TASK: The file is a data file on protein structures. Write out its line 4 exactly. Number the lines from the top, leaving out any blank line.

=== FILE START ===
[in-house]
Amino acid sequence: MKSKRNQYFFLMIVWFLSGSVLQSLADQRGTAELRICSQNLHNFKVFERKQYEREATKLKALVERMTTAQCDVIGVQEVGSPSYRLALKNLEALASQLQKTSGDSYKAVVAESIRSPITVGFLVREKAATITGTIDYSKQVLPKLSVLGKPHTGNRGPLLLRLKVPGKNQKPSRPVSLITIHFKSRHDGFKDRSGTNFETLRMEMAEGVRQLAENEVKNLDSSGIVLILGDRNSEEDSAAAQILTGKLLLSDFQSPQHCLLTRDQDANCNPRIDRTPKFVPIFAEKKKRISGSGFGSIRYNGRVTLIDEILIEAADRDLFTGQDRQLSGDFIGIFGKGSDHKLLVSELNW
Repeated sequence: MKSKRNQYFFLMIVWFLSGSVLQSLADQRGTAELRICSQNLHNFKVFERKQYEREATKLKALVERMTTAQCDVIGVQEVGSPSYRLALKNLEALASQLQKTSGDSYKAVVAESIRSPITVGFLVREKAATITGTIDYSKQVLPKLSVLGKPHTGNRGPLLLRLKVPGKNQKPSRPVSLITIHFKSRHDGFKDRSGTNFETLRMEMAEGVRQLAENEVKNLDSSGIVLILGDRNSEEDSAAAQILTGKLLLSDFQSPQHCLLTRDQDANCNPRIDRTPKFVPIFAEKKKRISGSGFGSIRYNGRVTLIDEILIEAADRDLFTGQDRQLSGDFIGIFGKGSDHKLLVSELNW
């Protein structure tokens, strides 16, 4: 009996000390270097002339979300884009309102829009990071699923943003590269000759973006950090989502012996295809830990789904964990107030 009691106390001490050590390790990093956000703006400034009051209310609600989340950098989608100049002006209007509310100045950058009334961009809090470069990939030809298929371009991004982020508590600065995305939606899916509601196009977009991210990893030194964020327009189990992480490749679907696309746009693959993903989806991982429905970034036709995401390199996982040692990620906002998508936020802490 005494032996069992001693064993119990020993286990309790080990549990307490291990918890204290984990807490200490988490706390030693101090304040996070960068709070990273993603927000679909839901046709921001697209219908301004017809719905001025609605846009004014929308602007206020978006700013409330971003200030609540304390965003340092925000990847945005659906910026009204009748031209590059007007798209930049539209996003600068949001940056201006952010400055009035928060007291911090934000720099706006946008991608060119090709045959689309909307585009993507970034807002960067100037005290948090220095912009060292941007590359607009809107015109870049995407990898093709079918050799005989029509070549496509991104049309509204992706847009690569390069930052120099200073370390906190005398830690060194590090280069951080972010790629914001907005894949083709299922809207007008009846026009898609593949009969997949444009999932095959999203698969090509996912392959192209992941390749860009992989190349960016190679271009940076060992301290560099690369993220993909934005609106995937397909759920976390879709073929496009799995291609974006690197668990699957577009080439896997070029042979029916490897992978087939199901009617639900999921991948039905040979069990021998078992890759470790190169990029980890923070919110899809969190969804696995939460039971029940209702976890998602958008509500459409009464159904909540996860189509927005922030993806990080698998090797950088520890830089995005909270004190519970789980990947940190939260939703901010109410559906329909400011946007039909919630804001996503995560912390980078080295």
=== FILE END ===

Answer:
């Protein structure tokens, strides 16, 4: 009996000390270097002339979300884009309102829009990071699923943003590269000759973006950090989502012996295809830990789904964990107030 009691106390001490050590390790990093956000703006400034009051209310609600989340950098989608100049002006209007509310100045950058009334961009809090470069990939030809298929371009991004982020508590600065995305939606899916509601196009977009991210990893030194964020327009189990992480490749679907696309746009693959993903989806991982429905970034036709995401390199996982040692990620906002998508936020802490 005494032996069992001693064993119990020993286990309790080990549990307490291990918890204290984990807490200490988490706390030693101090304040996070960068709070990273993603927000679909839901046709921001697209219908301004017809719905001025609605846009004014929308602007206020978006700013409330971003200030609540304390965003340092925000990847945005659906910026009204009748031209590059007007798209930049539209996003600068949001940056201006952010400055009035928060007291911090934000720099706006946008991608060119090709045959689309909307585009993507970034807002960067100037005290948090220095912009060292941007590359607009809107015109870049995407990898093709079918050799005989029509070549496509991104049309509204992706847009690569390069930052120099200073370390906190005398830690060194590090280069951080972010790629914001907005894949083709299922809207007008009846026009898609593949009969997949444009999932095959999203698969090509996912392959192209992941390749860009992989190349960016190679271009940076060992301290560099690369993220993909934005609106995937397909759920976390879709073929496009799995291609974006690197668990699957577009080439896997070029042979029916490897992978087939199901009617639900999921991948039905040979069990021998078992890759470790190169990029980890923070919110899809969190969804696995939460039971029940209702976890998602958008509500459409009464159904909540996860189509927005922030993806990080698998090797950088520890830089995005909270004190519970789980990947940190939260939703901010109410559906329909400011946007039909919630804001996503995560912390980078080295």